Q: Why should my tax dollars go to toward supportive housing for chronically homeless?
A: The population targeted by this program will be chronically homeless, late-stage and/or chronically alcohol-addicted persons already in our community. These individuals are already high users of public services supported by local taxpayers, such as ambulance and hospital emergency rooms, emergency shelter, city police, county jail and court resources. These services come at a high fee, and local taxpayers are bearing this burden.
By contrast, researchers from the University of Washington conducted a cost savings study on a very similar project in Seattle in 2009. The researchers found that participation in the supportive housing program by its 95 tenants reduced the total cost to the public by more than $4 million per year, and that longer tenancy contributed to increased cost savings. Our own experiences support this data. Prior to placement, our original tenants cost local taxpayers an annual average of $100,000 per year in emergency services. Post housing placement, that figure was reduced more than three quarters.
Q: Is this project going to make our neighborhood feel transient, with tenants coming and going?
A: No. The Ida Street Inn is intended to be a permanent housing program, a residence where tenants will live long-term. Tenants in our existing programs have been with us for an average of four years; thirty percent of tenants have lived in their apartments for five years or longer. In fact this number will only increase as the Hill Street Inn opened just two years ago in 2011. This stability is a testament to the level of services we provide to our tenants and the validity of our Housing First harm-reduction approach to supportive housing.
Q: The local community is working to improve this neighborhood. Why does Joseph’s House want to take a property off the tax rolls?
A: Just because a building is on the tax rolls does not mean it contributes to the improvement of a neighborhood. A neighborhood is improved by people going to work; by people taking an active role in neighborhood activities; by buildings that improve the appearance of the neighborhood and are well maintained. This project does all of that. It replaces a poorly-kept and abandoned building with a beautiful and vibrant new building that matches the neighborhood. It will also add a lit parking lot monitored by cameras and green space/pocket park setting available to our neighbors. Research in NYS has shown that supportive housing actually adds value to surrounding properties. We believe this project will add value to the neighborhood.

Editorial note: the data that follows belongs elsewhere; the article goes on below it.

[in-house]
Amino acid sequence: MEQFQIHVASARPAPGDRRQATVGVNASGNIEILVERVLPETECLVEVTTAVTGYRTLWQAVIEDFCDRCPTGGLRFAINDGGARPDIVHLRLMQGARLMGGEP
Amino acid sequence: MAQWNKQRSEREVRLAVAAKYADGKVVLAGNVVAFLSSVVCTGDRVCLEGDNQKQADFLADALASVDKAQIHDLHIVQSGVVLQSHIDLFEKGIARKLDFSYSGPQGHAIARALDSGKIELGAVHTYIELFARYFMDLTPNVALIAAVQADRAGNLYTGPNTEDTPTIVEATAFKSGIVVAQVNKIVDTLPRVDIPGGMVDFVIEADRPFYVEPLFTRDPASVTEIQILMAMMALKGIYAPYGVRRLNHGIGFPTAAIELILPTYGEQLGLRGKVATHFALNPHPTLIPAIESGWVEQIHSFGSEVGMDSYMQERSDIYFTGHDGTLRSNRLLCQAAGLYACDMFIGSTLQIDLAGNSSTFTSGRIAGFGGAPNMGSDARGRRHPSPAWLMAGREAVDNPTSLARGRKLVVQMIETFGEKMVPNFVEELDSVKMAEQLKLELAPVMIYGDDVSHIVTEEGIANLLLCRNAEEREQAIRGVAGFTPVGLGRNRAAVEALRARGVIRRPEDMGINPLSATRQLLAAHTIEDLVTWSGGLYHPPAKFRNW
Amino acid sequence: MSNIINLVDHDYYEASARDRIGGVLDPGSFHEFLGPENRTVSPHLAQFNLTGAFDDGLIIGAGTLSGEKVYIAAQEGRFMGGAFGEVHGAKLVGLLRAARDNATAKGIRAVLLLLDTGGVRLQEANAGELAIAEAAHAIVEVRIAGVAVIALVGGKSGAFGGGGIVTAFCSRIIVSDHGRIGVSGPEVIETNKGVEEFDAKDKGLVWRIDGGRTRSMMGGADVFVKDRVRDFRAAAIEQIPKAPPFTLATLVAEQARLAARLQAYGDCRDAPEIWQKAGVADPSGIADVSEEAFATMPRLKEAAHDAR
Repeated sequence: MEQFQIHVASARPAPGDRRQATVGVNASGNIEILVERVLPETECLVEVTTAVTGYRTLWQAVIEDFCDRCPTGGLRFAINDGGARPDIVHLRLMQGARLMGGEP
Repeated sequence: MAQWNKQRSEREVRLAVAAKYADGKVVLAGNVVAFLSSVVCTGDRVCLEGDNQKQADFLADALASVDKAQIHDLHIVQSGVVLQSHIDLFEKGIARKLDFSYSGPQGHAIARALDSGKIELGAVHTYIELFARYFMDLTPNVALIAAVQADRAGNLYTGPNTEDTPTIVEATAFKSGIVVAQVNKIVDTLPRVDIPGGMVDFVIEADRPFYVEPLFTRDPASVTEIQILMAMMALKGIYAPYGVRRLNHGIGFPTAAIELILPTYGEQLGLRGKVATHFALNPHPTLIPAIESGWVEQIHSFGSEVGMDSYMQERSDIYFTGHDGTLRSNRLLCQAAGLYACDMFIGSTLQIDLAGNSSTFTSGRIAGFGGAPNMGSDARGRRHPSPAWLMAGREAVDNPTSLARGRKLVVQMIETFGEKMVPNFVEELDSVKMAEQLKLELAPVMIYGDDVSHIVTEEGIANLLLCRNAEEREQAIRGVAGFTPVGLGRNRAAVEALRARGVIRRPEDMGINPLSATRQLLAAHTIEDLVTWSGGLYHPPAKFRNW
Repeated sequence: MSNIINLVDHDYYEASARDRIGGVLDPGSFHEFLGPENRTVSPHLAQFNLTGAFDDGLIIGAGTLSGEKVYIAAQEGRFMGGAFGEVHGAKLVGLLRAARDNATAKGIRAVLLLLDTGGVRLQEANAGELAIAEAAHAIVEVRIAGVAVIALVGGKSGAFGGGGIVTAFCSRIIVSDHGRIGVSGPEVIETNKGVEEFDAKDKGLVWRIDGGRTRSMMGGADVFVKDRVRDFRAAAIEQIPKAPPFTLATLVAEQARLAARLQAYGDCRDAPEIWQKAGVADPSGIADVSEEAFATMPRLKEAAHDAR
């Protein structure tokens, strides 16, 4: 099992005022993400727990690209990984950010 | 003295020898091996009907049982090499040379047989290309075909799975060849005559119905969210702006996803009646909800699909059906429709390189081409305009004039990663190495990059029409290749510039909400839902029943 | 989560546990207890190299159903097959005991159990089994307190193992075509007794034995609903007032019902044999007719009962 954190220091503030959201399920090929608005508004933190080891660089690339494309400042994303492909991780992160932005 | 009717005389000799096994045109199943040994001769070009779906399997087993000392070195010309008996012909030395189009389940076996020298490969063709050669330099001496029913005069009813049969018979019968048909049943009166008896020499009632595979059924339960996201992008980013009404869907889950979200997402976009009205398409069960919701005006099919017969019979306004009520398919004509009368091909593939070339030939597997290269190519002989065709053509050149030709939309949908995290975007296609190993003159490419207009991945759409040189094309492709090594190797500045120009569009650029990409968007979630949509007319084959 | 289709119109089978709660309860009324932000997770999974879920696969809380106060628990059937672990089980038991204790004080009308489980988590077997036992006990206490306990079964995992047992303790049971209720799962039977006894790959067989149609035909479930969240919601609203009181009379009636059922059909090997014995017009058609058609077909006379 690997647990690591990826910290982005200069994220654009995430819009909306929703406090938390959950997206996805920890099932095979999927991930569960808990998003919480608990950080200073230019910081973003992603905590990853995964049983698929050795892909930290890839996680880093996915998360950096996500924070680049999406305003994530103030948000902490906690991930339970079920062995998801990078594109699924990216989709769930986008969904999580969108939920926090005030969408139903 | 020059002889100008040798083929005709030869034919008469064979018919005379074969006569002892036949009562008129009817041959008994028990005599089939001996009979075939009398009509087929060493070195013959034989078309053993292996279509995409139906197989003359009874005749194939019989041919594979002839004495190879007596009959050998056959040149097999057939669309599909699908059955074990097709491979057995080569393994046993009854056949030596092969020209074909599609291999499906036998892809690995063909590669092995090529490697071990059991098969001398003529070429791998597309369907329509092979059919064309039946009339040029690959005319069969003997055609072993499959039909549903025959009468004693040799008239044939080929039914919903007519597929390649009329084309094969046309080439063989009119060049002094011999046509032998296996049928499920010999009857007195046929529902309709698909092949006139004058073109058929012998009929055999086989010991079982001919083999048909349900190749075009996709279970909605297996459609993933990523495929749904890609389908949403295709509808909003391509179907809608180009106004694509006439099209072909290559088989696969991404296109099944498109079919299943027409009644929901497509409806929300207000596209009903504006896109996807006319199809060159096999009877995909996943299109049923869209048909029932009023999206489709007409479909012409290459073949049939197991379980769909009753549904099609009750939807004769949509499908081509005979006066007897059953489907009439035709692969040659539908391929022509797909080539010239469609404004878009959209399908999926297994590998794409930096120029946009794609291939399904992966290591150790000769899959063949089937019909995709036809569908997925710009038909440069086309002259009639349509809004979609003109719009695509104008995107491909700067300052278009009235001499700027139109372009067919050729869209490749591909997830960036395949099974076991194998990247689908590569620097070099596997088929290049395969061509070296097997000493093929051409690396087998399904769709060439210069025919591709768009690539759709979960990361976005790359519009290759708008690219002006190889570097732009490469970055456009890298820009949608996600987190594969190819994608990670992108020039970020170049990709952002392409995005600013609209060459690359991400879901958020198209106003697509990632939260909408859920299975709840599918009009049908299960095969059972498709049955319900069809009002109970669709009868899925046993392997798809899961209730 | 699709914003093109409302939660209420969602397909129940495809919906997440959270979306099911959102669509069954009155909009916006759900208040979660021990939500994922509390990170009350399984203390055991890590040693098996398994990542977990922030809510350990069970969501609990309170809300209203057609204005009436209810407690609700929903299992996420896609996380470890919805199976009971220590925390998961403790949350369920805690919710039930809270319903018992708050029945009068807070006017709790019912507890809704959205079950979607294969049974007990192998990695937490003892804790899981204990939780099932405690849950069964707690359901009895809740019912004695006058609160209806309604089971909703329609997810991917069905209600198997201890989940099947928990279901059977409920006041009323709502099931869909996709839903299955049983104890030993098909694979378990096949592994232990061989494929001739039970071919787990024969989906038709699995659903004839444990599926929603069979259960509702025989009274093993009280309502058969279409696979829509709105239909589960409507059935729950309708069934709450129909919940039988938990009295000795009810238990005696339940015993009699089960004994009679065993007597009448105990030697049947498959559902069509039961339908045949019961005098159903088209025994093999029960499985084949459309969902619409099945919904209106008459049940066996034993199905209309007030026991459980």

Q: Won’t this program attract people from other cities to become homeless in Troy?
A: No. One eligibility condition for the Ida Street Inn will be that prospective tenants demonstrate a long-term history of residency or homelessness in Rensselaer County. In fact the highest percentage of our tenants are Troy natives. For our two housing projects, tenant selection is conducted through an independent review to verify tenant’s residency, need, and capacity (known as the Single Point of Access or S.P.O.A.) We envision that tenant selection for Ida Street will pass through a similar residency and eligibility review.
Q: Troy is not a big city – the population is just about 50,000. Why do we need another supportive housing site?
A: Each of Joseph’s House’s programs has developed out of an identified gap in services available in the community. In fact, Troy has proportionally fewer site-based supportive housing units than similarly-sized municipalities in Upstate New York. Joseph’s House proposal will bring our TOTAL number of site-based supportive housing units in Troy to 62. That’s 1.24 units per thousand residents. Here’s how this figure compares;
|City||Population, 2012||Number of Site-based SH Units||Per 1,000 Residents|
|Poughkeepsie, City and Town of||
Q: Will you house sex offenders?
A: Sex offenders have many restrictions on where they are allowed to live. The Ida Street Inn will not provide any exemptions to those restrictions. If a sex offender can legally live in one of the homes in the neighborhood, then he/she would not be prevented from living in this building. However, we place safety above all else and if a potential tenant was a sex offender and eligible to live at the Ida Street Inn, we would carefully evaluate our ability to house him/her safely and we might impose additional requirements of residency.